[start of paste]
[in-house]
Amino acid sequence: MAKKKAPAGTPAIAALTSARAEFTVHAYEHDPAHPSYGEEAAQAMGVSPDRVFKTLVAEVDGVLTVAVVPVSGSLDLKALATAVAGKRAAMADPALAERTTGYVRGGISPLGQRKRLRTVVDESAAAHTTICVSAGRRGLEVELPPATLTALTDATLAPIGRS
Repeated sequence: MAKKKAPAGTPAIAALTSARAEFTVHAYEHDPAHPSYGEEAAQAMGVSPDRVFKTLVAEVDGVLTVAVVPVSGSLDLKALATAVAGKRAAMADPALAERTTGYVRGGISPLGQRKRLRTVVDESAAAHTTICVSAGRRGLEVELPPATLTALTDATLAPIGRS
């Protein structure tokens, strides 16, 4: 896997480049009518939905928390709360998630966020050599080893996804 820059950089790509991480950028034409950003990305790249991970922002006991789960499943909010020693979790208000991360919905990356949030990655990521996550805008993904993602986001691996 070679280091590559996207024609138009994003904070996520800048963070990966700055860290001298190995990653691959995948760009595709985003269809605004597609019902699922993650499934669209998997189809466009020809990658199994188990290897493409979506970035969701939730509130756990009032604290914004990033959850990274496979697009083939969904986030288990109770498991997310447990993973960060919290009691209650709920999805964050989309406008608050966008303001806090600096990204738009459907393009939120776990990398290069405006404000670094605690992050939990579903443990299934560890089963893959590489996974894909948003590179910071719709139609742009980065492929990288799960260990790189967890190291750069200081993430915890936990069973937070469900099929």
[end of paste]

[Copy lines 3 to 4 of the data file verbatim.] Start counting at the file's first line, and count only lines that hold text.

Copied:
Repeated sequence: MAKKKAPAGTPAIAALTSARAEFTVHAYEHDPAHPSYGEEAAQAMGVSPDRVFKTLVAEVDGVLTVAVVPVSGSLDLKALATAVAGKRAAMADPALAERTTGYVRGGISPLGQRKRLRTVVDESAAAHTTICVSAGRRGLEVELPPATLTALTDATLAPIGRS
């Protein structure tokens, strides 16, 4: 896997480049009518939905928390709360998630966020050599080893996804 820059950089790509991480950028034409950003990305790249991970922002006991789960499943909010020693979790208000991360919905990356949030990655990521996550805008993904993602986001691996 070679280091590559996207024609138009994003904070996520800048963070990966700055860290001298190995990653691959995948760009595709985003269809605004597609019902699922993650499934669209998997189809466009020809990658199994188990290897493409979506970035969701939730509130756990009032604290914004990033959850990274496979697009083939969904986030288990109770498991997310447990993973960060919290009691209650709920999805964050989309406008608050966008303001806090600096990204738009459907393009939120776990990398290069405006404000670094605690992050939990579903443990299934560890089963893959590489996974894909948003590179910071719709139609742009980065492929990288799960260990790189967890190291750069200081993430915890936990069973937070469900099929």